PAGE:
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June 11, 2018

An early look ahead at the Eagles' potential 2019 salary cap casualties

Eagles NFL
061118RodneyMcLeod Brad Penner/USA TODAY Sports

Rodney McLeod needs to have a very good 2018 season to secure his roster spot in 2019.

If you look ahead to the Philadelphia Eagles' salary cap space in 2019 on OverTheCap.com, you'll find that the Birds are presently projected to be $30 million-plus over the cap. They have by far the most money committed to the 2019 salary cap in the NFL.

Would I say it's time for Eagles fans to crack each other's heads open and feast on the goo inside? No, I would not.

To begin, $20 million of the Eagles' projected 2019 cap allotment is scheduled to go to Nick Foles, who almost certainly won't be back with the team next season unless Carson Wentz's leg falls off. We'll cover his contract details soon.

But additionally, the Eagles are among the most proactive teams in the NFL at getting contract extensions done early, well before players reach free agency. While the Eagles have a high cap number in 2019, they also have the vast majority their core players locked up long-term.

Still, money is going to have to come off the books to make room for more salary cap space. Here are five players (listed in order of 2019 cap figures) who will need to play very well in order to keep from being a cap casualty in 2019:

Timmy Jernigan, DT: $5,000,000 (2018), $13,000,000 (2019), $14,000,000 (2020), $14,000,000 (2021)

Jernigan was a very disruptive presence on the interior of the Eagles' defensive line early in the season in 2017, earning a four year, $48 million contract. At some point during the season, however, his play noticeably fell off.

Jernigan had surgery this offseason to repair a herniated disk that is being classified as a non-football injury. The remainder of Jernigan's contract is no longer guaranteed as a result, according to Field Yates of ESPN.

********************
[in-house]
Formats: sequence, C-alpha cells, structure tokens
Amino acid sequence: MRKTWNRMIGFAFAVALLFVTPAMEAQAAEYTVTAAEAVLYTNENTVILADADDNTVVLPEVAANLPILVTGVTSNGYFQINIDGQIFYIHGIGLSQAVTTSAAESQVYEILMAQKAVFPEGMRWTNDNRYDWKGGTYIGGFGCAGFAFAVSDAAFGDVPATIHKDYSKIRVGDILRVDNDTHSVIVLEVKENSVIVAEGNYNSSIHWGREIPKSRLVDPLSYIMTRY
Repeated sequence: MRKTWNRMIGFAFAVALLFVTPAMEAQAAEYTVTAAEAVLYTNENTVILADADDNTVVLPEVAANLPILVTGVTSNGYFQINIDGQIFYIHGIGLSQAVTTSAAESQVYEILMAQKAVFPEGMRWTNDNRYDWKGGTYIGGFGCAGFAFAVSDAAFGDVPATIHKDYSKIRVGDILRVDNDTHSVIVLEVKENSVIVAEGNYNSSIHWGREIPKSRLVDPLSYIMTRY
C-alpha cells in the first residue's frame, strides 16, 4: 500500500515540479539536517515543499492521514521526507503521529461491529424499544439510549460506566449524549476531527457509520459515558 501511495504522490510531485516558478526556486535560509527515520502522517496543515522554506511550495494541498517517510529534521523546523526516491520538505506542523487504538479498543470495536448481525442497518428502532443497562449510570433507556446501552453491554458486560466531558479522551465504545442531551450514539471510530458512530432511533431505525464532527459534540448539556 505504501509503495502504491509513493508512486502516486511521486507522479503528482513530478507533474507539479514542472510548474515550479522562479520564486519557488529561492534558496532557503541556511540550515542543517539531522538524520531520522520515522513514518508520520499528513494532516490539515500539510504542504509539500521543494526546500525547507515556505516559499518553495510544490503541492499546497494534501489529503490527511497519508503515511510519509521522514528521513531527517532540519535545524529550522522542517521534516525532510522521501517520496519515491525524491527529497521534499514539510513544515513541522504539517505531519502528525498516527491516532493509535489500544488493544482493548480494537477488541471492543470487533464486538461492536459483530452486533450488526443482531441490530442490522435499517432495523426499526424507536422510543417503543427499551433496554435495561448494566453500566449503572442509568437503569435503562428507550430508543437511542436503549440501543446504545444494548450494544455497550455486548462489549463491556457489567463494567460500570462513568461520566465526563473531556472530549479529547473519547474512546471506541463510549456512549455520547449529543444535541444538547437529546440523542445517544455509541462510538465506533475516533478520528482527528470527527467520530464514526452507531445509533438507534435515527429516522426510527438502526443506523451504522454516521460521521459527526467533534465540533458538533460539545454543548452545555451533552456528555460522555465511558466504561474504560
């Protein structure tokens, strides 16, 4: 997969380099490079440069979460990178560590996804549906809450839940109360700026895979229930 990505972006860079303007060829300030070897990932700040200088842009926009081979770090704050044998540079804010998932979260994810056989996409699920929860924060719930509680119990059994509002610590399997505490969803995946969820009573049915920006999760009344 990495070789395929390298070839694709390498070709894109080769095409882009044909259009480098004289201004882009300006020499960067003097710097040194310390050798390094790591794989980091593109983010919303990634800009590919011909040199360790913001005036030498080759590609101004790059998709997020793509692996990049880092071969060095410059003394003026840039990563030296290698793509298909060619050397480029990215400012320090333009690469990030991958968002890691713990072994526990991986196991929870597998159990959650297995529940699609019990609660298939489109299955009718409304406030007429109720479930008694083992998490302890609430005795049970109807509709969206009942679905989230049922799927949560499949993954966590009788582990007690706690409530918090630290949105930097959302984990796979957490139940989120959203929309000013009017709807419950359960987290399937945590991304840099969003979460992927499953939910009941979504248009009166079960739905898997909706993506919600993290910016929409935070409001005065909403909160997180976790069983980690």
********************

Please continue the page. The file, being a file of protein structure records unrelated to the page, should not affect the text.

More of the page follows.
The Eagles would amass a huge savings if they let Jernigan go next offseason, and it's perhaps noteworthy that the 2019 NFL Draft could provide the deepest group of high-end talent at defensive tackle in recent memory.

Jernigan feels like a long shot to be on the team in 2019.

Rodney McLeod, S: $8,406,250 (2018), $9,906,250 (2019), $10,906,250 (2020)

McLeod is a solid starter, but his contributions are not worth the nearly $10 million he'll count toward the cap in 2019. If the team traded or released McLeod next offseason, they would save $5,093,750, with $4,812,500 in dead money. The Eagles don't presently have a replacement for McLeod on the roster, however, so he's not completely expendable. The team could look to restructure his contract.

Michael Bennett, DE: $5,650,000 (2018), $7,000,000 (2019), $8,000,000 (2020)

Bennett will turn 33 during the season, and the Eagles can save his $7 million salary in full next offseason if they decide to release or trade him. Bennett would have to prove to be a very valuable player in 2018 to stick around in 2019.

Stefen Wisniewski, OG/C: $3,208,333 (2018), $3,708,334 (2019)

Wisniewski was one of the pleasant surprises of the 2017 season. After Isaac Seumalo was benched, Wisniewski was part of a strange "LG by committee" with Chance Warmack, before quickly making it clear on the field that he was the superior player. If the Eagles cut or traded Wisniewski, they would save $3 million, with $708,334 in dead money. 

Wis had a good 2017 campaign, but pressure will be on for him to perform again in 2018.

Chris Maragos, ST: $2,000,000 (2018), $2,250,000 (2019)

Maragos is a respected team leader and special teams standout. He is one of the fastest players on the team, but is still recovering from a serious knee injury suffered during the season last year. In 2018, Maragos will have to prove that he still has the speed to beat everyone down the field on the kick coverage and punt coverage teams. There are valid concerns there, as Maragos is now 31 years old.

If the Eagles cut or trade Maragos next offseason, they would save $2,000,000, with $250,000 in dead money. And really, Maragos may not even be a stone-cold lock to make this year's team if his knee doesn't recover as desired. The team would save $1,500,000 if they traded or cut him this offseason, with $500,000 in dead money.


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